Research Article: Impact of early headache neuroimaging on time to malignant brain tumor diagnosis: A retrospective cohort study

Date Published: February 1, 2019

Publisher: Public Library of Science

Author(s): Matthew R. Carey, Brian C. Callaghan, Kevin A. Kerber, Lesli E. Skolarus, James F. Burke, Jonathan H. Sherman.


Neuroimaging for headaches is both common and costly. While the costs are well quantified, little is known about the benefit in terms of diagnosing pathology. Our objective was to determine the role of early neuroimaging in the identification of malignant brain tumors in individuals presenting to healthcare providers with headaches.

This was a retrospective cohort study using administrative claims data (2001–2014) from a US insurer. Individuals were included if they had an outpatient visit for headaches and excluded for prior headache visits, other neurologic conditions, neuroimaging within the previous year, and cancer. The exposure was early neuroimaging, defined as neuroimaging within 30 days of the first headache visit. A propensity score-matched group that did not undergo early neuroimaging was then created. The primary outcome was frequency of malignant brain tumor diagnoses and median time to diagnosis within the first year after the incident headache visit. The secondary outcome was frequency of incidental findings.

22.2% of 180,623 individuals had early neuroimaging. In the following year, malignant brain tumors were found in 0.28% (0.23–0.34%) of the early neuroimaging group and 0.04% (0.02–0.06%) of the referent group (P<0.001). Median time to diagnosis in the early neuroimaging group was 8 (3–19) days versus 72 (39–189) days for the referent group (P<0.001). Likely incidental findings were discovered in 3.17% (3.00–3.34%) of the early neuroimaging group and 0.66% (0.58–0.74%) of the referent group (P<0.001). Malignant brain tumors in individuals presenting with an incident headache diagnosis are rare and early neuroimaging leads to a small reduction in the time to diagnosis.

Partial Text

Headache diagnoses are common, resulting in numerous outpatient visits, emergency department encounters, prescriptions, and diagnostic tests [1–5]. From 2007 to 2010, there were 51.1 million headache visits in the United States, resulting in 6.3 million neuroimaging studies that cost $3.9 billion [3]. However, the potential downsides of overly broad neuroimaging are numerous: unnecessary costs, inconvenience for the individuals, and identification of incidental findings that may result in downstream harms [6–8]. Therefore, the appropriateness of neuroimaging in many individuals with headaches has been called into question [9, 10]. The American Board of Internal Medicine Foundation Choosing Wisely campaign has identified neuroimaging for headaches as an area for more judicious use [11, 12].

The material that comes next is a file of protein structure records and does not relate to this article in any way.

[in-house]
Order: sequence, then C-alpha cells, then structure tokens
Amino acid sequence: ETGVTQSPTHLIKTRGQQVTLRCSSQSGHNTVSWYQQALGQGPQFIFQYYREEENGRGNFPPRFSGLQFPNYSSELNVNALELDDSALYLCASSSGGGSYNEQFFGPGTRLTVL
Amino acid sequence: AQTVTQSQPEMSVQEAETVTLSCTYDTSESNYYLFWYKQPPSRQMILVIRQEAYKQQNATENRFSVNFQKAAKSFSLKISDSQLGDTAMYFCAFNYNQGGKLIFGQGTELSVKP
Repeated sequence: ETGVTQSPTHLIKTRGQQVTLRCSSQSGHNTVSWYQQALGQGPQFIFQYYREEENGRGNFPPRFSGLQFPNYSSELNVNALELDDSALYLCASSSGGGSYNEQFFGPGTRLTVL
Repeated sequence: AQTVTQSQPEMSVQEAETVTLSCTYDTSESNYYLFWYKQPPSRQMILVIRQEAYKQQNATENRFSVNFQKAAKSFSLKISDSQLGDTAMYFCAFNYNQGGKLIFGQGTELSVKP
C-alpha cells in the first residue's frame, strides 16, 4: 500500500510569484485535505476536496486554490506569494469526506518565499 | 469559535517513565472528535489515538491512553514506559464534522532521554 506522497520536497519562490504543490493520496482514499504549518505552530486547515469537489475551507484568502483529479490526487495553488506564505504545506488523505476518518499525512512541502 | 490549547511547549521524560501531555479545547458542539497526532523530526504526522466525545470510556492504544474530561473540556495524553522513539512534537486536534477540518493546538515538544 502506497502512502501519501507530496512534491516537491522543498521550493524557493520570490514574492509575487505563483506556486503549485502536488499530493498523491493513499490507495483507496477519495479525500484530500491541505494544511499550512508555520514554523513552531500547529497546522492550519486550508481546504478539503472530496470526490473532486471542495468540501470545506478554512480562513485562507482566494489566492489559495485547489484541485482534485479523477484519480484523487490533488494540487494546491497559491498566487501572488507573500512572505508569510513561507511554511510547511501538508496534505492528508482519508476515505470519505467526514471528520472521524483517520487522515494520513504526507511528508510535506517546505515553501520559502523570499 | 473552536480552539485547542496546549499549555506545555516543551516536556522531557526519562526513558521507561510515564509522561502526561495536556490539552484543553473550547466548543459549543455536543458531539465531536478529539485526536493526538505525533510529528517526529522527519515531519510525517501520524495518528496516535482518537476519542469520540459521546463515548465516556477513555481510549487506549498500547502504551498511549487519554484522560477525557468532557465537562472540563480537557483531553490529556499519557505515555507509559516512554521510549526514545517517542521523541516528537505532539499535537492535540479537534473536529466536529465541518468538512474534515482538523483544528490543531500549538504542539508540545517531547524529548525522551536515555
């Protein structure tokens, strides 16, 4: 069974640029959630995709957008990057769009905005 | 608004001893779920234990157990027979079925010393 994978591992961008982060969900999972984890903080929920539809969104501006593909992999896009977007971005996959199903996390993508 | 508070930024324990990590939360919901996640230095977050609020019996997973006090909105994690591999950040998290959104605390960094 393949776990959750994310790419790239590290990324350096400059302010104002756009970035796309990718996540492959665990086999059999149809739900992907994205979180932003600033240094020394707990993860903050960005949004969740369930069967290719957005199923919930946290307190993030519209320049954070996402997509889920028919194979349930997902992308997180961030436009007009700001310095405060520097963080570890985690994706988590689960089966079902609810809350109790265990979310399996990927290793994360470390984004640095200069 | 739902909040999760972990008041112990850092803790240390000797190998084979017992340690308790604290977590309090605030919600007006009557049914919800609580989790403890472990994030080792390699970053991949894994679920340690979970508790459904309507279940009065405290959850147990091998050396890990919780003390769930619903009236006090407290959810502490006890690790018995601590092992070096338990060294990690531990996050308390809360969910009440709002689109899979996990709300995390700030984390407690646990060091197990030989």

We performed a retrospective cohort study using de-identified administrative claims data from the Clinformatics Datamart (OptumInsight: Eden Prairie, MN), a comprehensive database for all enrollees at a large, national insurer for years 2001 to 2014 [20]. The use of a de-identified database was determined to be exempt by the University of Michigan Institutional Review Board. An online appendix provides additional methodologic information (see S1 File).

In this national cohort study exploring early headache neuroimaging, we found that the rate of malignant brain tumors among patients presenting for the first time with headaches is low: 303 such individuals must be imaged to diagnose a single malignancy. Furthermore, our data suggest that current headache neuroimaging practices rarely result in missed or delayed malignant brain tumor diagnoses. Finally, neuroimaging is much more likely to identify probable incidental findings than malignancies. Providers should consider these data in the context of the full clinical picture before referring patients for neuroimaging.




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